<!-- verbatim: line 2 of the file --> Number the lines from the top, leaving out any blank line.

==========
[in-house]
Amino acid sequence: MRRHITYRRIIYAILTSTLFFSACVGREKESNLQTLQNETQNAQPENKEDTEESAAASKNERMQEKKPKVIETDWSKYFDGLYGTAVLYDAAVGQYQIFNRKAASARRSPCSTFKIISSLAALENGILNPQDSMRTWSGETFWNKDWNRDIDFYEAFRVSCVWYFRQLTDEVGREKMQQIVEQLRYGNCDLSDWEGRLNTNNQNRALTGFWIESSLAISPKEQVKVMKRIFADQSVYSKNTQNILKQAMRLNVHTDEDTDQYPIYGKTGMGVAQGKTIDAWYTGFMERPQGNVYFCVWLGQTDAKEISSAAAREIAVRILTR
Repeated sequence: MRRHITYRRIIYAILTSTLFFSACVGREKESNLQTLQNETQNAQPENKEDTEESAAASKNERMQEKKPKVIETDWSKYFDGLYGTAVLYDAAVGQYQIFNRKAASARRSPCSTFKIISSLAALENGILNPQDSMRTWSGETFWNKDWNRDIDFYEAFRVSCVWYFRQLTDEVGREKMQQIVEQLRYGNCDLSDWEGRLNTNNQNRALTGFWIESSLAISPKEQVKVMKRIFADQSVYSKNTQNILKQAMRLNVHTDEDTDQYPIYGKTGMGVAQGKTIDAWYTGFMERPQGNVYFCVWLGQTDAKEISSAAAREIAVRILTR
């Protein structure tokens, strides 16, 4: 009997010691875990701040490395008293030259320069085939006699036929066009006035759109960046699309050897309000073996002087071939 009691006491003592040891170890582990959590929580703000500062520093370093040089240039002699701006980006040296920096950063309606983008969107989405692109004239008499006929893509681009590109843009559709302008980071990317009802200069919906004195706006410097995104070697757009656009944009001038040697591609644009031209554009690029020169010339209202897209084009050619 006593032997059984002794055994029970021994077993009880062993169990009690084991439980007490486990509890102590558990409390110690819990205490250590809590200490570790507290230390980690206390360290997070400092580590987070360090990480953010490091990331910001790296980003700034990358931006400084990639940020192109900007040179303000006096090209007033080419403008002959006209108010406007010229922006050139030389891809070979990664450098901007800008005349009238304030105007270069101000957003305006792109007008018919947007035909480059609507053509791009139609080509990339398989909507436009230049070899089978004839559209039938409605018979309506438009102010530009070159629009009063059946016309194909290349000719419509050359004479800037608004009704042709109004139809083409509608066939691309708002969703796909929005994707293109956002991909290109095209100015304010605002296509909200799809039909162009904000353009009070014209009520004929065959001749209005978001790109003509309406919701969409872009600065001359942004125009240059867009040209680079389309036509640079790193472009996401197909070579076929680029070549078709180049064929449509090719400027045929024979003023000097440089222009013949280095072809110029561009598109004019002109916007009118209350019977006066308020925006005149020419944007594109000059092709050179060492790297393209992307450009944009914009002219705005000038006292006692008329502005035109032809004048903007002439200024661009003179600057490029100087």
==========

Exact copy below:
Amino acid sequence: MRRHITYRRIIYAILTSTLFFSACVGREKESNLQTLQNETQNAQPENKEDTEESAAASKNERMQEKKPKVIETDWSKYFDGLYGTAVLYDAAVGQYQIFNRKAASARRSPCSTFKIISSLAALENGILNPQDSMRTWSGETFWNKDWNRDIDFYEAFRVSCVWYFRQLTDEVGREKMQQIVEQLRYGNCDLSDWEGRLNTNNQNRALTGFWIESSLAISPKEQVKVMKRIFADQSVYSKNTQNILKQAMRLNVHTDEDTDQYPIYGKTGMGVAQGKTIDAWYTGFMERPQGNVYFCVWLGQTDAKEISSAAAREIAVRILTR